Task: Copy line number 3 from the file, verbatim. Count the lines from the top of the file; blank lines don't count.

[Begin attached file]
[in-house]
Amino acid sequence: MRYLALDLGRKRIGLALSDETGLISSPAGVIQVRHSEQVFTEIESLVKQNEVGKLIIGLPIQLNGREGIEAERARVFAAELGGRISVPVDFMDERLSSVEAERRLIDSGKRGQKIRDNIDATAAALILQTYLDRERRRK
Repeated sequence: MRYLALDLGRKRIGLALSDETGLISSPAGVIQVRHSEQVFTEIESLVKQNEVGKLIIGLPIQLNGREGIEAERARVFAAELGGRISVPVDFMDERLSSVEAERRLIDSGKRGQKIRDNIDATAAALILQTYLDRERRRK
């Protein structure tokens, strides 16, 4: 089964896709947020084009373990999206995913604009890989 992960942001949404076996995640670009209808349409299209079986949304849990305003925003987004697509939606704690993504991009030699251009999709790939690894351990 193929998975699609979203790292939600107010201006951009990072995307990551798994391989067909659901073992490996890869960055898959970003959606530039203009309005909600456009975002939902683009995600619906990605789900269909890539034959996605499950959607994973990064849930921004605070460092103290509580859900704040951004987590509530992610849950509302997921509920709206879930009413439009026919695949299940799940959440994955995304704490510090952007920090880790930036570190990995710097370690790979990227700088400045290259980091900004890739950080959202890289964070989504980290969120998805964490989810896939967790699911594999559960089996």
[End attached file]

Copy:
Repeated sequence: MRYLALDLGRKRIGLALSDETGLISSPAGVIQVRHSEQVFTEIESLVKQNEVGKLIIGLPIQLNGREGIEAERARVFAAELGGRISVPVDFMDERLSSVEAERRLIDSGKRGQKIRDNIDATAAALILQTYLDRERRRK